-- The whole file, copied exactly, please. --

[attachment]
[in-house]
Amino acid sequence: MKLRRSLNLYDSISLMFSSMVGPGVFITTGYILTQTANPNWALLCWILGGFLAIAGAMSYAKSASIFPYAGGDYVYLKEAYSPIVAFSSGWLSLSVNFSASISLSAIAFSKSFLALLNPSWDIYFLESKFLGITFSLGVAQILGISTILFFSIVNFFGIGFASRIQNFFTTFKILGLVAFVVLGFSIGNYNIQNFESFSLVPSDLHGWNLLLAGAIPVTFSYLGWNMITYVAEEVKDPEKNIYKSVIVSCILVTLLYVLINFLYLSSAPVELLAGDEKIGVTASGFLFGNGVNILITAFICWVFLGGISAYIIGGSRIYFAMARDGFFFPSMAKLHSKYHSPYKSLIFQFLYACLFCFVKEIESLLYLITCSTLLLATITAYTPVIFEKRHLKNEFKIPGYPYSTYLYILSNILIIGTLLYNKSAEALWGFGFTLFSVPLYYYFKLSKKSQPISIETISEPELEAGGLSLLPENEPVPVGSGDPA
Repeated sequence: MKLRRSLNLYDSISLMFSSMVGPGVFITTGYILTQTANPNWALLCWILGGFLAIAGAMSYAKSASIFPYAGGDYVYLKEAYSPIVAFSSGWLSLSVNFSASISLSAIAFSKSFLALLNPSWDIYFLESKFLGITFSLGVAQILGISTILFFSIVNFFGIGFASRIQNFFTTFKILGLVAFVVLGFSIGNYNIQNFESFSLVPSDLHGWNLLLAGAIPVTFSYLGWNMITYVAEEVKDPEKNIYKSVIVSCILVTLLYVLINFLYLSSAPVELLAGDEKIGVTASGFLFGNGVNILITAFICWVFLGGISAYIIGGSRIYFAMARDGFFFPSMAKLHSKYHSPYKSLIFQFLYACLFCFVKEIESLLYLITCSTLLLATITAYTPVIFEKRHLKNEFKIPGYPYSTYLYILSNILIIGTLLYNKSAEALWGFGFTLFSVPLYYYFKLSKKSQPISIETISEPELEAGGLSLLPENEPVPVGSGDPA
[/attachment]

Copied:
[in-house]
Amino acid sequence: MKLRRSLNLYDSISLMFSSMVGPGVFITTGYILTQTANPNWALLCWILGGFLAIAGAMSYAKSASIFPYAGGDYVYLKEAYSPIVAFSSGWLSLSVNFSASISLSAIAFSKSFLALLNPSWDIYFLESKFLGITFSLGVAQILGISTILFFSIVNFFGIGFASRIQNFFTTFKILGLVAFVVLGFSIGNYNIQNFESFSLVPSDLHGWNLLLAGAIPVTFSYLGWNMITYVAEEVKDPEKNIYKSVIVSCILVTLLYVLINFLYLSSAPVELLAGDEKIGVTASGFLFGNGVNILITAFICWVFLGGISAYIIGGSRIYFAMARDGFFFPSMAKLHSKYHSPYKSLIFQFLYACLFCFVKEIESLLYLITCSTLLLATITAYTPVIFEKRHLKNEFKIPGYPYSTYLYILSNILIIGTLLYNKSAEALWGFGFTLFSVPLYYYFKLSKKSQPISIETISEPELEAGGLSLLPENEPVPVGSGDPA
Repeated sequence: MKLRRSLNLYDSISLMFSSMVGPGVFITTGYILTQTANPNWALLCWILGGFLAIAGAMSYAKSASIFPYAGGDYVYLKEAYSPIVAFSSGWLSLSVNFSASISLSAIAFSKSFLALLNPSWDIYFLESKFLGITFSLGVAQILGISTILFFSIVNFFGIGFASRIQNFFTTFKILGLVAFVVLGFSIGNYNIQNFESFSLVPSDLHGWNLLLAGAIPVTFSYLGWNMITYVAEEVKDPEKNIYKSVIVSCILVTLLYVLINFLYLSSAPVELLAGDEKIGVTASGFLFGNGVNILITAFICWVFLGGISAYIIGGSRIYFAMARDGFFFPSMAKLHSKYHSPYKSLIFQFLYACLFCFVKEIESLLYLITCSTLLLATITAYTPVIFEKRHLKNEFKIPGYPYSTYLYILSNILIIGTLLYNKSAEALWGFGFTLFSVPLYYYFKLSKKSQPISIETISEPELEAGGLSLLPENEPVPVGSGDPA